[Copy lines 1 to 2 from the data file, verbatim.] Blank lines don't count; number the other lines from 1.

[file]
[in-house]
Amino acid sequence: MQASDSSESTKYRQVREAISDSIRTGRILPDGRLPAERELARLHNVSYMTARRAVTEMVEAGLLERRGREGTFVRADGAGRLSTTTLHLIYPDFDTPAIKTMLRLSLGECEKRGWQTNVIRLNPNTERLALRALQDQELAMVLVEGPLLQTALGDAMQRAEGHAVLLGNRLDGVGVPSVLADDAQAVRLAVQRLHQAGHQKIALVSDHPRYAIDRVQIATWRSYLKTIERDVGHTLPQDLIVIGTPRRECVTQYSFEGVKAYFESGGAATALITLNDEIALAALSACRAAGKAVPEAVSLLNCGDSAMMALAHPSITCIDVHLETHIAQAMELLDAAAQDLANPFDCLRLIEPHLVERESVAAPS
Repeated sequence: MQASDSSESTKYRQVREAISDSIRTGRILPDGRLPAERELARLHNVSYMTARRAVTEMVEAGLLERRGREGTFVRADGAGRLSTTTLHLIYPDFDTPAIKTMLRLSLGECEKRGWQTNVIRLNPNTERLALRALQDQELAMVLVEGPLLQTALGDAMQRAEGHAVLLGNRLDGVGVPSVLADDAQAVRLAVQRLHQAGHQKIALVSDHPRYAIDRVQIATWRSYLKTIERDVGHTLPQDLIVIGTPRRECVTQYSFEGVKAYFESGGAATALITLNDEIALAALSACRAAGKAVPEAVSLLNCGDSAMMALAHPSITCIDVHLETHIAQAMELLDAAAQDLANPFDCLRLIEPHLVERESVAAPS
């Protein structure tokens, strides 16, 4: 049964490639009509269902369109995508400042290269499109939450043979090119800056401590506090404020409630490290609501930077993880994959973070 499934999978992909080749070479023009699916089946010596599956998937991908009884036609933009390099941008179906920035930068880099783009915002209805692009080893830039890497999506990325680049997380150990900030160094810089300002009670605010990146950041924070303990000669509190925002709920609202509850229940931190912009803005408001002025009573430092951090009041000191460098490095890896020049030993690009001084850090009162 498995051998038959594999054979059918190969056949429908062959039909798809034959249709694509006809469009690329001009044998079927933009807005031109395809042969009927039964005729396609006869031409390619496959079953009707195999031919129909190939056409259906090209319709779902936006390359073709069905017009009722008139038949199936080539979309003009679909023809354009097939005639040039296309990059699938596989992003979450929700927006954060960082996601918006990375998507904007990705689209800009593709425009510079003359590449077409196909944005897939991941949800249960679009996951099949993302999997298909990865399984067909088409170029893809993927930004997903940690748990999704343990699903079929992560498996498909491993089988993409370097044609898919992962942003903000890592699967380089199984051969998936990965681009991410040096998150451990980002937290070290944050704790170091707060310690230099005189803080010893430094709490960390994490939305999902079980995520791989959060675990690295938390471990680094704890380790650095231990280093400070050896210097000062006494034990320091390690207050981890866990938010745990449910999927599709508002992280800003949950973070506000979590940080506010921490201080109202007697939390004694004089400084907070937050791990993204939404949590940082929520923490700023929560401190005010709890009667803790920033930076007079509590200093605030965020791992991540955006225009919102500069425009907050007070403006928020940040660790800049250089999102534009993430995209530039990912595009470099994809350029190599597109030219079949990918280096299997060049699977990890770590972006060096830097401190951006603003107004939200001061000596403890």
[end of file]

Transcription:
[in-house]
Amino acid sequence: MQASDSSESTKYRQVREAISDSIRTGRILPDGRLPAERELARLHNVSYMTARRAVTEMVEAGLLERRGREGTFVRADGAGRLSTTTLHLIYPDFDTPAIKTMLRLSLGECEKRGWQTNVIRLNPNTERLALRALQDQELAMVLVEGPLLQTALGDAMQRAEGHAVLLGNRLDGVGVPSVLADDAQAVRLAVQRLHQAGHQKIALVSDHPRYAIDRVQIATWRSYLKTIERDVGHTLPQDLIVIGTPRRECVTQYSFEGVKAYFESGGAATALITLNDEIALAALSACRAAGKAVPEAVSLLNCGDSAMMALAHPSITCIDVHLETHIAQAMELLDAAAQDLANPFDCLRLIEPHLVERESVAAPS